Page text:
.NET 7 Preview 5 Boosts Generic Math, Observability, More

Microsoft shipped the fifth preview of .NET 7 en route to a November debut, with improvements concerning generic math, observability and much more.

Generic Math is so important it warranted its own blog posts last year as a preview feature and last week. It helps .NET developers take advantage of static APIs, including operators, from within their generic code.

Or, as last week's post says: "Generic Math combines the power of generics and a new feature known as static virtuals in interfaces to allow .NET developers to take advantage of static APIs, including operators, from generic code. This means that you get all the power of generics, but now with the ability to constrain the input to number like types, so you no longer need to write or maintain many near identical implementations just to support multiple types. It also means that you get access to all your favorite operators and can use them from generic contexts. That is, you can now have static T Add<T>(T left, T right) where T : INumber<T> => left + right; whereas previously it would have been impossible to define."

Generic Math especially benefits API authors, helping them to simplify their codebase. Other developers will also benefit, though more indirectly, because consumed APIs will start to support more types without requiring all numeric types to be explicitly supported.

"In .NET 7 we have made improvements to the implementation and responded to feedback from the community," said Angelos Petropoulos, product manager for the .NET team, in a June 14 announcement post. He pointed to last week's post (linked above) for more information.

The goal of observability, meanwhile, is to help developers better understand the state of their applications as scale and technical complexity increases, said Petropoulos. The preceding link points to a 2021 post about OpenTelemetry .NET reaching version 1.0. OpenTelemetry is described as "a collection of tools, APIs, and SDKs. Use it to instrument, generate, collect, and export telemetry data (metrics, logs, and traces) to help you analyze your software's performance and behavior." It encompasses:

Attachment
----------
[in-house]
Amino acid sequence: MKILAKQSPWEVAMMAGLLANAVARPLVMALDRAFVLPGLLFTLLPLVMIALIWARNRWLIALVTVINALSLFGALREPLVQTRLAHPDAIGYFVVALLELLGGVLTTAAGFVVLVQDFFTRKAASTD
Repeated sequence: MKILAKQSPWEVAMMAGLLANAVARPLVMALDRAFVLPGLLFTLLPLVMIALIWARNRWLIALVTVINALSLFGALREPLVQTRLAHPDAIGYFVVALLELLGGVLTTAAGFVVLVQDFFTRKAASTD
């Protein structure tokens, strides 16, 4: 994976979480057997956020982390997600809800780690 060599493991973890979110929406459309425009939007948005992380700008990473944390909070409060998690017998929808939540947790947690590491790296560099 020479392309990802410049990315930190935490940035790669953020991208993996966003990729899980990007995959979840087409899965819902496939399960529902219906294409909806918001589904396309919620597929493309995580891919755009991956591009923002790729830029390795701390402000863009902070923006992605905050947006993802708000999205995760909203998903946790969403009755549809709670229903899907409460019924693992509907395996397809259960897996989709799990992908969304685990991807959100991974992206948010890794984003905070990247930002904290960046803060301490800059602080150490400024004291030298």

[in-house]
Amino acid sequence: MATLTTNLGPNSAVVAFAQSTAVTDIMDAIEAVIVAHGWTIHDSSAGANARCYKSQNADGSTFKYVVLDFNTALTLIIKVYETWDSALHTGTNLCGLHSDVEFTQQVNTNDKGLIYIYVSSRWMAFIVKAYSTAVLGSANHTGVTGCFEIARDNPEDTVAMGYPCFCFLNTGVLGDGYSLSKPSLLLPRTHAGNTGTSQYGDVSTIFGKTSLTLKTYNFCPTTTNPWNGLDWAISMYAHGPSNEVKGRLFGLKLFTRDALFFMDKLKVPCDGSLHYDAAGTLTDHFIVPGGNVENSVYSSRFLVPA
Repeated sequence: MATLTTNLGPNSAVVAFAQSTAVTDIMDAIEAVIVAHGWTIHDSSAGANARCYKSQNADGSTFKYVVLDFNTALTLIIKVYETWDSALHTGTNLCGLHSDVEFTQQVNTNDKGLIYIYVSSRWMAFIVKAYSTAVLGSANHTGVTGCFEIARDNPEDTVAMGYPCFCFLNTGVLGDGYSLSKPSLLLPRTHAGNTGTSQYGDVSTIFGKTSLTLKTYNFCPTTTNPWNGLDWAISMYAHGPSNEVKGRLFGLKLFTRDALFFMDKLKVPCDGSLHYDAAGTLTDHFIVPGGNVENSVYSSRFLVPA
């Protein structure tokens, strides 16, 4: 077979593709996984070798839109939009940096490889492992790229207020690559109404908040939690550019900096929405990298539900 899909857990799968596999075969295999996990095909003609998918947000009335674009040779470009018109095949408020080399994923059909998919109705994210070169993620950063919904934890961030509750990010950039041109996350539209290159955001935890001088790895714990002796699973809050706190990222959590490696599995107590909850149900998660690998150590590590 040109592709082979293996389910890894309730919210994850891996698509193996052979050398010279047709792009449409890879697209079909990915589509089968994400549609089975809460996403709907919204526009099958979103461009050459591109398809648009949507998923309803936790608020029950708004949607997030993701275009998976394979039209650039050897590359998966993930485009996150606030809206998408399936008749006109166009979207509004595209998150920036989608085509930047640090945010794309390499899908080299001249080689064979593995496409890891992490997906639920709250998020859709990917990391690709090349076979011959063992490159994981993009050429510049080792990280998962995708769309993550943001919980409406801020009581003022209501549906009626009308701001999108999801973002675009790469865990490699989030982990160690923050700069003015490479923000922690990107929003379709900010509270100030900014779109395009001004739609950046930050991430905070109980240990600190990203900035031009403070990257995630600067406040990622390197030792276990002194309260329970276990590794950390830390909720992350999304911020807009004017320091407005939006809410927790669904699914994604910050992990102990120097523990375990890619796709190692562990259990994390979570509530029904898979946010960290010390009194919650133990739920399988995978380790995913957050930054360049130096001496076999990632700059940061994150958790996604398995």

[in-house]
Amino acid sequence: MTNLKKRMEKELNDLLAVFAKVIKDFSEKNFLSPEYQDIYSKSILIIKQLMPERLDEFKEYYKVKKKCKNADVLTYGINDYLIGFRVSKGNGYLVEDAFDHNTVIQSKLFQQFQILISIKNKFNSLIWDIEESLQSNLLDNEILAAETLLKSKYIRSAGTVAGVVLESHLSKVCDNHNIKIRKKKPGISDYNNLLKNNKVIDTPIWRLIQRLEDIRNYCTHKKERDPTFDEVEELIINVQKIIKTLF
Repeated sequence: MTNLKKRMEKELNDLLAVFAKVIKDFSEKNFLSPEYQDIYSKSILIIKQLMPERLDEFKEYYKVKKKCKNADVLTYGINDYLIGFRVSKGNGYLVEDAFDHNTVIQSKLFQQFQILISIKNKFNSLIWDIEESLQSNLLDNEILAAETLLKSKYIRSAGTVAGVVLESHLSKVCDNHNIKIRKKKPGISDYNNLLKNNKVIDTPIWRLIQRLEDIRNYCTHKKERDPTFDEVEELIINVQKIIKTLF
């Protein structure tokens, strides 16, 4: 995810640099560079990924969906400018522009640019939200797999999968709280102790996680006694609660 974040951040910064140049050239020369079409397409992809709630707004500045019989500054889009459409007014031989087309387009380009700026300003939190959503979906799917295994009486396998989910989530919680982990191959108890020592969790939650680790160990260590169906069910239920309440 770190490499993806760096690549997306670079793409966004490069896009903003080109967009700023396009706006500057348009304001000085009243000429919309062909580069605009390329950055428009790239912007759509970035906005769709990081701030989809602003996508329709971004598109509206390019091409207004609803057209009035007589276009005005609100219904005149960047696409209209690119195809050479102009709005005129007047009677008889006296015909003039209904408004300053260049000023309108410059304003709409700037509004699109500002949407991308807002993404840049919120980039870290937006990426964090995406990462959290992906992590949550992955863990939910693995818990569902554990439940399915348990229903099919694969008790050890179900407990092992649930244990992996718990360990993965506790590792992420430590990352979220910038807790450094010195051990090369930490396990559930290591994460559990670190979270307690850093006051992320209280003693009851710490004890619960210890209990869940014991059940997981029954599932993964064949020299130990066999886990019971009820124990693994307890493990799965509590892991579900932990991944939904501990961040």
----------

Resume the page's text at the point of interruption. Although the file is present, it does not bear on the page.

• A vendor-neutral specification for observability telemetry (distributed tracing, metrics, etc.)
  • API packages that implement the public interfaces used for instrumentation
  • SDKs used by applications to configure instrumentation and interfaces for plugin authors to write exporters
  • Exporters that enable you to send your data to the telemetry backend of your choice

The improvement in .NET 7 Preview 5 is to expose performant ActivityEvent and ActivityLink tags enumerator methods, which is explained here. The goal is to eliminate the need for reflection or casting and improve performance when accessing tags associated with an event or link.

"The exposed methods can be used in performance critical scenarios to enumerate the Tag objects without any extra allocations and with fast items access," Petropoulos said.